Tally-ho! Or Should I Go?
In my last article, “Documenting History and Amplifying Voices" I reflected on the excitement of documenting and disseminating current events through editorial photography. Yet, as I was choosing the photos to accompany the article I started to ask myself, "Am I putting myself in danger when seeking those supercharged, raw and real emotions?"
As I said before, maybe it's the actress in me, but what I most love about editorial photography is capturing heightened, uncensored emotions. I love hunting those real moments when the mask comes off and a person's true feelings, true character, is revealed. That said, the beast underneath never likes to be seen... let alone photographed. So again, I wonder, am I putting myself at risk.
I know paparazzi get punched in the face by their prey. But is the risk worth it in service of revealing the truth?
I'll give you an example. Last November 4th, rallies erupted around New York City marking the one-year anniversary of the historic 2016 presidential election of Donald Trump as the 45th President of the United States of America. In Washington Square Park, I happened upon dueling rallies: a large anti-Trump rally and smaller groups come to defend the Commander in Chief. Among the Trump supporters was a somewhat militant-looking group holding several flags, including a Confederate flag.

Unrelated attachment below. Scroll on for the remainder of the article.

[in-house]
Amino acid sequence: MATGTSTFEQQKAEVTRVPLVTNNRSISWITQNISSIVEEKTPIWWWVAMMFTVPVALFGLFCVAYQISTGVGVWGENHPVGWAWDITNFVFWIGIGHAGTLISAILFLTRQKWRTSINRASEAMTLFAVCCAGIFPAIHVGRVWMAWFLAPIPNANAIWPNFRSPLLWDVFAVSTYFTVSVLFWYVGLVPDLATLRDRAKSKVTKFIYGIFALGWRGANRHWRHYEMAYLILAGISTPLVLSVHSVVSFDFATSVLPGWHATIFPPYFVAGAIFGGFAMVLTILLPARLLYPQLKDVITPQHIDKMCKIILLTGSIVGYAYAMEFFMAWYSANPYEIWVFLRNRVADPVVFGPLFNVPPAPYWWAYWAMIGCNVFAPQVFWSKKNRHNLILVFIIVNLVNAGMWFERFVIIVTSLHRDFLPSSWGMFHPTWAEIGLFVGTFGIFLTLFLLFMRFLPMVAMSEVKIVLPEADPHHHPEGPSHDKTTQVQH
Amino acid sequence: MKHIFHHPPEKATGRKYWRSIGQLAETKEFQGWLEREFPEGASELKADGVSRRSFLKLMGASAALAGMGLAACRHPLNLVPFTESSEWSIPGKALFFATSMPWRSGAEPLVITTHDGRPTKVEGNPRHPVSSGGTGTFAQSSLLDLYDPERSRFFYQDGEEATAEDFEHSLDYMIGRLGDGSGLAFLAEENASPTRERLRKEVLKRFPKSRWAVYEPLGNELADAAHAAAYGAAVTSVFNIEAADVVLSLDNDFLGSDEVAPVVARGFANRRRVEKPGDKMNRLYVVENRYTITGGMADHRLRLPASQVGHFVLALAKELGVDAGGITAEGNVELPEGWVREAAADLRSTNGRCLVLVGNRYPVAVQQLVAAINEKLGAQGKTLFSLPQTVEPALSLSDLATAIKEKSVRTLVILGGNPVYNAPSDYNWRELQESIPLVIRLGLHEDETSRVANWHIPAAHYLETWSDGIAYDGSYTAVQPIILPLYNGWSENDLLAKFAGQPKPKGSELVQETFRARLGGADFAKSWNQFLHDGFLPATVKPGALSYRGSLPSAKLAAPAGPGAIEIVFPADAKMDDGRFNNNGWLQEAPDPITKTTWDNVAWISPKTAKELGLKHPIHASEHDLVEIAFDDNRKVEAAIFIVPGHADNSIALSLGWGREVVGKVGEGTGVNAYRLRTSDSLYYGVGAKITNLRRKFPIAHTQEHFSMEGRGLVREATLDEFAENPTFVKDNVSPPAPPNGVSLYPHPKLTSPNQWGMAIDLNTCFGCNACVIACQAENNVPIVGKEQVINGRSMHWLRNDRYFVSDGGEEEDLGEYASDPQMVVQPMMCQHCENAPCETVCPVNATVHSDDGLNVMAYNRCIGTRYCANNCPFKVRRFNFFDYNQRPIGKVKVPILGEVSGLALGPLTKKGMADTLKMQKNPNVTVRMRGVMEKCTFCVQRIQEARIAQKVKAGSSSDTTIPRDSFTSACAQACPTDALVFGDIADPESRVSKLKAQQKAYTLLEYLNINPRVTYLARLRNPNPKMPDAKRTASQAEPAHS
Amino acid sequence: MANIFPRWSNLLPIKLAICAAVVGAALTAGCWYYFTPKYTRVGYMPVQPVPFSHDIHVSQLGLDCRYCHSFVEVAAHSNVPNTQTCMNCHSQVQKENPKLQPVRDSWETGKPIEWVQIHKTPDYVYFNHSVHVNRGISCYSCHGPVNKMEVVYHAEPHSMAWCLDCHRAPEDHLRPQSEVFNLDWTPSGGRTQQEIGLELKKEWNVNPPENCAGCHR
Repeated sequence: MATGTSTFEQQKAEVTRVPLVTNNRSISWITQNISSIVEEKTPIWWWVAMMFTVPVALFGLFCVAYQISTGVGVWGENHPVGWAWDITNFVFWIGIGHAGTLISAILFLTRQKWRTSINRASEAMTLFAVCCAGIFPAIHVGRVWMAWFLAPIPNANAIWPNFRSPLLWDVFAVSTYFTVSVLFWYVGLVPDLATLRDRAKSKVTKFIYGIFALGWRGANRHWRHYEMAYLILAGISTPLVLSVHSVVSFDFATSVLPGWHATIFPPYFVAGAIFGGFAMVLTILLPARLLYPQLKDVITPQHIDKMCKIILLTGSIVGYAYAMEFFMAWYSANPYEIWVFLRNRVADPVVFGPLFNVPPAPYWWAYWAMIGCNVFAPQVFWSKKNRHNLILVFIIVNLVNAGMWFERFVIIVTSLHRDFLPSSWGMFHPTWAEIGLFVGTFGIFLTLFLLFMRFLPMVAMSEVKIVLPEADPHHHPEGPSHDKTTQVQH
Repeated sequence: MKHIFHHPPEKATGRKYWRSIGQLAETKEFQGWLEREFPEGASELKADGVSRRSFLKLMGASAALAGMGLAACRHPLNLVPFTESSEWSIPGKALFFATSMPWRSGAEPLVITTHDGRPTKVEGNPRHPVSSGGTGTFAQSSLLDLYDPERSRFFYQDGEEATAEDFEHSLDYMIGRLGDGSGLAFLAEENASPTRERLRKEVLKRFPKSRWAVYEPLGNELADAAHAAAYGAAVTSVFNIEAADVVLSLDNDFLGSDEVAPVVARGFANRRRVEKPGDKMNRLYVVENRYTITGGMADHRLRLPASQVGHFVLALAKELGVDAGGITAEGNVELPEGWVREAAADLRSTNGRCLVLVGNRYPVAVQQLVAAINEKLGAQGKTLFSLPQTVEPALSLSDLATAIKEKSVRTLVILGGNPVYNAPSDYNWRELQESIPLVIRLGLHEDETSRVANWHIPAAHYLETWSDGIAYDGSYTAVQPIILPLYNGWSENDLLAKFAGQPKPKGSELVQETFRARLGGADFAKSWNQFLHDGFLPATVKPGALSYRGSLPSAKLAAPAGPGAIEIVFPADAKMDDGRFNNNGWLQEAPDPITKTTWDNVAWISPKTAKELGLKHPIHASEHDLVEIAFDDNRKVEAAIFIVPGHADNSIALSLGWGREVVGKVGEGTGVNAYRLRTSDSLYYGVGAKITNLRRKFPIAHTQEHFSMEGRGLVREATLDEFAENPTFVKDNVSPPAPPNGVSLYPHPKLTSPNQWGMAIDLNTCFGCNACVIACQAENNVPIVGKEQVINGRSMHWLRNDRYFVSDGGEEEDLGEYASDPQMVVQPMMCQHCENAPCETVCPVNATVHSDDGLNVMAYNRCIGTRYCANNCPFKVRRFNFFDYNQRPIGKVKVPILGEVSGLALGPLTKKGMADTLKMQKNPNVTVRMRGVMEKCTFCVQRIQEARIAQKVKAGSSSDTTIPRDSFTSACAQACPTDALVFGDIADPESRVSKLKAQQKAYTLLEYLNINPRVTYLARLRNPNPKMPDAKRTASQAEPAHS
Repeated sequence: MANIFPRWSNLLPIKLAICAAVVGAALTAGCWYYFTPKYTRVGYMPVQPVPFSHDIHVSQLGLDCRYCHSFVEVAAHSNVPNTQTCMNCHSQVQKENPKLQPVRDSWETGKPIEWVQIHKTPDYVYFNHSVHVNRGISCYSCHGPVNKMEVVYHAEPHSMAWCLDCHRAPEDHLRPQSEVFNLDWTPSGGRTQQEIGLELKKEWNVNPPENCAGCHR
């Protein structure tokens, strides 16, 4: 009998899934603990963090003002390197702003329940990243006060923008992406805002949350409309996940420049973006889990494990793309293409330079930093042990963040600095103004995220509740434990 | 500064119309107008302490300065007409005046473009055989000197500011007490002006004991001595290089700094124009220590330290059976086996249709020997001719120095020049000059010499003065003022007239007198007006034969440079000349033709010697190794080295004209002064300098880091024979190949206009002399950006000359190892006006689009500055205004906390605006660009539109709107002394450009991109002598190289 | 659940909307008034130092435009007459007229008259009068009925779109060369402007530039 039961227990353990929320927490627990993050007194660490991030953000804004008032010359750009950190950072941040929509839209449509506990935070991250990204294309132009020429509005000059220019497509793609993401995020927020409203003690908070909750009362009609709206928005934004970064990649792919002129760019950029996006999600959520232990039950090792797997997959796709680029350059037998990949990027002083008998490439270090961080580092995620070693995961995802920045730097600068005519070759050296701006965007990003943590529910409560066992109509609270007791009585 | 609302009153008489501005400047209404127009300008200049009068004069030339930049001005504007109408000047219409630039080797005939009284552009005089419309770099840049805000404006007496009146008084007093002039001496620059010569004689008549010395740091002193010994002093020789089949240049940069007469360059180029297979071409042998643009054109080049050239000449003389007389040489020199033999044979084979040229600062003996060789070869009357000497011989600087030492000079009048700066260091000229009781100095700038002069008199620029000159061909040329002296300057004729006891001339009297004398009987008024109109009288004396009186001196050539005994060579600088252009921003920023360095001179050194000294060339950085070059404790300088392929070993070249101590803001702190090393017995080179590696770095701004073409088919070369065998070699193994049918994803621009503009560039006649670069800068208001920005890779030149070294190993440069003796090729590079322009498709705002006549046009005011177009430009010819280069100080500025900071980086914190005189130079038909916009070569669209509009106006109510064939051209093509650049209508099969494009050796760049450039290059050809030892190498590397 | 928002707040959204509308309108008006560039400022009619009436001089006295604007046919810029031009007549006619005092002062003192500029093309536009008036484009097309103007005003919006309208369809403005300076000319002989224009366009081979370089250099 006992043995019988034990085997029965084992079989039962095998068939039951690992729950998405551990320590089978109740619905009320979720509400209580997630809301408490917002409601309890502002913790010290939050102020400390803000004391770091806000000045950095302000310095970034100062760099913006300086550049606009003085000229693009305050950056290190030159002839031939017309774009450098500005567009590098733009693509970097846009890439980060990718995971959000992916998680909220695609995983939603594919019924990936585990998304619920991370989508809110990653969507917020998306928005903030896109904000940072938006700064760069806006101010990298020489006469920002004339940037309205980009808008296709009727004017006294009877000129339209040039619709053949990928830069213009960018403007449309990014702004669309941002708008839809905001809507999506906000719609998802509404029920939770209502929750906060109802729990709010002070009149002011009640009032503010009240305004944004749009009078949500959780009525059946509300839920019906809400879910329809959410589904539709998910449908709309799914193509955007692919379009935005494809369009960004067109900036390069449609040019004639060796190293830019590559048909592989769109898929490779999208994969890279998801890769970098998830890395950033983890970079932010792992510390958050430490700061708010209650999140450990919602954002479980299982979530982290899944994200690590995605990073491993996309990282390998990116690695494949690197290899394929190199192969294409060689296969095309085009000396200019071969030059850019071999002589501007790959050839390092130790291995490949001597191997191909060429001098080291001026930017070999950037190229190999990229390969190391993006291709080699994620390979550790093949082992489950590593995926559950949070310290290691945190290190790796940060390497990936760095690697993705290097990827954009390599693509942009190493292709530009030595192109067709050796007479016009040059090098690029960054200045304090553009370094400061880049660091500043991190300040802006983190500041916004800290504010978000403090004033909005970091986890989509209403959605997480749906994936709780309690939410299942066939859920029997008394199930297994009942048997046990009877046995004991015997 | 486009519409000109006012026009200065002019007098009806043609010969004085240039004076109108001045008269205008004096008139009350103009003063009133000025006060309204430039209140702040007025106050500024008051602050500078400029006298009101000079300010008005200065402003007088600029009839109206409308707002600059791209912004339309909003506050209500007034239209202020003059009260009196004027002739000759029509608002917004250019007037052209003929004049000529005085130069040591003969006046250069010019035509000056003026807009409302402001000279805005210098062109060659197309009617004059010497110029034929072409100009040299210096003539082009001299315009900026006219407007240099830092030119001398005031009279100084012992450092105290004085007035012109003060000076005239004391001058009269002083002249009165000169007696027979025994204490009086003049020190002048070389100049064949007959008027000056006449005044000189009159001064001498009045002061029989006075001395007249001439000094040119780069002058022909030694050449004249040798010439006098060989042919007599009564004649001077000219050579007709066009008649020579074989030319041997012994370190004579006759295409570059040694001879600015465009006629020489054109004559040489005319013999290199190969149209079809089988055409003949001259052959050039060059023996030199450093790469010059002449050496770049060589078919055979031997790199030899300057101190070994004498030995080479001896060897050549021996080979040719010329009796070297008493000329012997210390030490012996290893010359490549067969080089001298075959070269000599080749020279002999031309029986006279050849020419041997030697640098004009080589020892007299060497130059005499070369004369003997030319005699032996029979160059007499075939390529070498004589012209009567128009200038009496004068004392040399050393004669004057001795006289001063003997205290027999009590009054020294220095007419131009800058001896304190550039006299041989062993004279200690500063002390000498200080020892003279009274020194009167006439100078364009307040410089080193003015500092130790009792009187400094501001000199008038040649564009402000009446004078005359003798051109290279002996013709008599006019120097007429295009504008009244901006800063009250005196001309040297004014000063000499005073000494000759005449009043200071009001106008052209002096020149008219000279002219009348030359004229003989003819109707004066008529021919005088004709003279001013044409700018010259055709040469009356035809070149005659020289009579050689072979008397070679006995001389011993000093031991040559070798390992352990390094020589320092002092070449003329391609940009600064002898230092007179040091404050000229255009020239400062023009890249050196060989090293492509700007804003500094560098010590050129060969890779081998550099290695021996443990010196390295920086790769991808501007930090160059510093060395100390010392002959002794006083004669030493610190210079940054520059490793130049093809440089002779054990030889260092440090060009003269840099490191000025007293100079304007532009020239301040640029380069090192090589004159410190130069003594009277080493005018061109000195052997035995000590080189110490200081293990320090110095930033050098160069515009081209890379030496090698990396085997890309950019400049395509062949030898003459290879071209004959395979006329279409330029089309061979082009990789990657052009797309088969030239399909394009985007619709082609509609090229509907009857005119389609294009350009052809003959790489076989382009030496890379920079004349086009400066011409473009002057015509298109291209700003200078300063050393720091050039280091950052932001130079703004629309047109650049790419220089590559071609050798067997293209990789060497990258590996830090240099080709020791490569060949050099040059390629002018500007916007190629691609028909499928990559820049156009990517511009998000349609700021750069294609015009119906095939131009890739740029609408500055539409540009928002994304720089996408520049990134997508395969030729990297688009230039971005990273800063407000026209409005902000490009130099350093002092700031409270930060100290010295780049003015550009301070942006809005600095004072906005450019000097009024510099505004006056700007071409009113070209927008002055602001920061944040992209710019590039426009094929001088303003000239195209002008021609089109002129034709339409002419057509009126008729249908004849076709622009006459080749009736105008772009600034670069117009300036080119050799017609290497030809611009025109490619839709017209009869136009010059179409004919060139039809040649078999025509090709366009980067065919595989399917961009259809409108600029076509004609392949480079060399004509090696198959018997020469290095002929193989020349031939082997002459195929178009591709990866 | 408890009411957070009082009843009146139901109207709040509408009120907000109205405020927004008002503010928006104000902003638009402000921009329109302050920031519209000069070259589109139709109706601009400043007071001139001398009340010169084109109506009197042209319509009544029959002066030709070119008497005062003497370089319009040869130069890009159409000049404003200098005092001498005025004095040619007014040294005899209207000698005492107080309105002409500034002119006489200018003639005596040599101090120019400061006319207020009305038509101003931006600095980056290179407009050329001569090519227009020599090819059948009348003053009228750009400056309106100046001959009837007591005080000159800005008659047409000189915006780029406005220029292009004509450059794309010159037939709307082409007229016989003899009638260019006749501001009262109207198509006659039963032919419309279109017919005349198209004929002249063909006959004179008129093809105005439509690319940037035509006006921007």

I was immediately drawn towards it as I thought, “Wow! A Confederate flag! In New York City! I must get a picture!” However, while I desired to get closer, my instinct put on the brakes as my fear kicked in. As a photographer, and a human being, am I not responsible to bear witness to the world? However, on the other hand, as a woman and as a women of mixed race am I also not responsible for my own safety? I’ll say it. I was afraid to be there. A Confederate flag in New York City! Really!? To me, that’s not only shocking but threatening because it is so unusual.
Now, that said, everyone remained peaceful... under the close watch of the NYPD. And I did take photos… from a distance. But in the end, I was disappointed in myself for not getting closer. I’m not only doing a disservice to myself and to my audience, but also to the demonstrators themselves. These people who came all the way to New York City to wave their Confederate flag were there to be seen… to have their cause witnessed. And again, isn’t that the beauty of editorial photography… the voices… the many, many voices shouting to be heard.
So next time? Me? What do I do? Do I go forward, or retreat? Do I document history and amplify voices, or do I hear about it on the news?
Photo credits: Erin Alexis Randolph.
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